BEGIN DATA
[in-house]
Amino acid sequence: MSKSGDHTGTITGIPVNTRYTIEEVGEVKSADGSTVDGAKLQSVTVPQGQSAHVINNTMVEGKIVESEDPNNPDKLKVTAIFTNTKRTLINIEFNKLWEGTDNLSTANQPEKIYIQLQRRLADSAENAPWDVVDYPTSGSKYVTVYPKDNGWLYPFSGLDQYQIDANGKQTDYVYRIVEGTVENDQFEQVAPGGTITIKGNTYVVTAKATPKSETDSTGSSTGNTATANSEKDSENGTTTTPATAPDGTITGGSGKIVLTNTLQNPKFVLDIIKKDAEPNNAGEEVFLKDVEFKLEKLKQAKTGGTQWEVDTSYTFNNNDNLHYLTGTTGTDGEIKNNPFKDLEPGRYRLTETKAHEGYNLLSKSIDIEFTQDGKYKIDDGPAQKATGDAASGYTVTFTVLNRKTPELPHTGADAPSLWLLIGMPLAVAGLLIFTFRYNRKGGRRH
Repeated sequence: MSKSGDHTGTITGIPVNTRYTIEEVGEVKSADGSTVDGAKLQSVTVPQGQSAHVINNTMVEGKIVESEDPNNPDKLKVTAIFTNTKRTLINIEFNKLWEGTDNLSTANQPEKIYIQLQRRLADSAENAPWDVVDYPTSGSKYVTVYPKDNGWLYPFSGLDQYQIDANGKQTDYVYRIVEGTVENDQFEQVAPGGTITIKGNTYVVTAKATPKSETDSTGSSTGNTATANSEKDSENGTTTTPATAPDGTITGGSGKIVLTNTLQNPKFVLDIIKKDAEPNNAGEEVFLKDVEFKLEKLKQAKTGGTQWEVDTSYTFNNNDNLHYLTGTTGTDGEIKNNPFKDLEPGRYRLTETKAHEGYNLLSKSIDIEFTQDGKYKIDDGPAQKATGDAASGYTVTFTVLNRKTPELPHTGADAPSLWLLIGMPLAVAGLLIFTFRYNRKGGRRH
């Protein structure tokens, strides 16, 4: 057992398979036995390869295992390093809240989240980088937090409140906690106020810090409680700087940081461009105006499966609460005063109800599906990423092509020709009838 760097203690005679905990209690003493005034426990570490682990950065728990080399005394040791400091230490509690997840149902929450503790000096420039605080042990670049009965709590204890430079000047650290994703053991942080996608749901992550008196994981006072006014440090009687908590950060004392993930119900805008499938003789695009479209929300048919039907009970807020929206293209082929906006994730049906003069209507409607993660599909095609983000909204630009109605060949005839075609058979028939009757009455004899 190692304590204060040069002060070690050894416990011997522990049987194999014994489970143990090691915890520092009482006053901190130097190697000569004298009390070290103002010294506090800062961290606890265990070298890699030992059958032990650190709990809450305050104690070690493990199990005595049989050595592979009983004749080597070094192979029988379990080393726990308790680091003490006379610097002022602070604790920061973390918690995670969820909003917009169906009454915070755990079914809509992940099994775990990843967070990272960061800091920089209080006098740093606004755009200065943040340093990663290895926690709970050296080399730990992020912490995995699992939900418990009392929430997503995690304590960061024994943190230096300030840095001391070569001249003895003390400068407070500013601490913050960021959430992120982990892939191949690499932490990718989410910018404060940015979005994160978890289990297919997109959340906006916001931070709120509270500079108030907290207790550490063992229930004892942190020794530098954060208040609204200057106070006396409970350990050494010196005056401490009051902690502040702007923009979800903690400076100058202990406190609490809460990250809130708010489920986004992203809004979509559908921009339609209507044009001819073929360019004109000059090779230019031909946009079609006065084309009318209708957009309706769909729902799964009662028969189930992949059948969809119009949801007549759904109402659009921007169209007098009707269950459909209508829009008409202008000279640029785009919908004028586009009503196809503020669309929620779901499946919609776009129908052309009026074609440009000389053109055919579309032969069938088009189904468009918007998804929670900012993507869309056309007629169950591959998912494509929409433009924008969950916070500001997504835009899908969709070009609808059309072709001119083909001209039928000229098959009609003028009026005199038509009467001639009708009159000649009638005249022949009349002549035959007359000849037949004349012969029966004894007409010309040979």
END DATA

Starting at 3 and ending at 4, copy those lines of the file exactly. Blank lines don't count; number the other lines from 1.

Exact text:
Repeated sequence: MSKSGDHTGTITGIPVNTRYTIEEVGEVKSADGSTVDGAKLQSVTVPQGQSAHVINNTMVEGKIVESEDPNNPDKLKVTAIFTNTKRTLINIEFNKLWEGTDNLSTANQPEKIYIQLQRRLADSAENAPWDVVDYPTSGSKYVTVYPKDNGWLYPFSGLDQYQIDANGKQTDYVYRIVEGTVENDQFEQVAPGGTITIKGNTYVVTAKATPKSETDSTGSSTGNTATANSEKDSENGTTTTPATAPDGTITGGSGKIVLTNTLQNPKFVLDIIKKDAEPNNAGEEVFLKDVEFKLEKLKQAKTGGTQWEVDTSYTFNNNDNLHYLTGTTGTDGEIKNNPFKDLEPGRYRLTETKAHEGYNLLSKSIDIEFTQDGKYKIDDGPAQKATGDAASGYTVTFTVLNRKTPELPHTGADAPSLWLLIGMPLAVAGLLIFTFRYNRKGGRRH
């Protein structure tokens, strides 16, 4: 057992398979036995390869295992390093809240989240980088937090409140906690106020810090409680700087940081461009105006499966609460005063109800599906990423092509020709009838 760097203690005679905990209690003493005034426990570490682990950065728990080399005394040791400091230490509690997840149902929450503790000096420039605080042990670049009965709590204890430079000047650290994703053991942080996608749901992550008196994981006072006014440090009687908590950060004392993930119900805008499938003789695009479209929300048919039907009970807020929206293209082929906006994730049906003069209507409607993660599909095609983000909204630009109605060949005839075609058979028939009757009455004899 190692304590204060040069002060070690050894416990011997522990049987194999014994489970143990090691915890520092009482006053901190130097190697000569004298009390070290103002010294506090800062961290606890265990070298890699030992059958032990650190709990809450305050104690070690493990199990005595049989050595592979009983004749080597070094192979029988379990080393726990308790680091003490006379610097002022602070604790920061973390918690995670969820909003917009169906009454915070755990079914809509992940099994775990990843967070990272960061800091920089209080006098740093606004755009200065943040340093990663290895926690709970050296080399730990992020912490995995699992939900418990009392929430997503995690304590960061024994943190230096300030840095001391070569001249003895003390400068407070500013601490913050960021959430992120982990892939191949690499932490990718989410910018404060940015979005994160978890289990297919997109959340906006916001931070709120509270500079108030907290207790550490063992229930004892942190020794530098954060208040609204200057106070006396409970350990050494010196005056401490009051902690502040702007923009979800903690400076100058202990406190609490809460990250809130708010489920986004992203809004979509559908921009339609209507044009001819073929360019004109000059090779230019031909946009079609006065084309009318209708957009309706769909729902799964009662028969189930992949059948969809119009949801007549759904109402659009921007169209007098009707269950459909209508829009008409202008000279640029785009919908004028586009009503196809503020669309929620779901499946919609776009129908052309009026074609440009000389053109055919579309032969069938088009189904468009918007998804929670900012993507869309056309007629169950591959998912494509929409433009924008969950916070500001997504835009899908969709070009609808059309072709001119083909001209039928000229098959009609003028009026005199038509009467001639009708009159000649009638005249022949009349002549035959007359000849037949004349012969029966004894007409010309040979």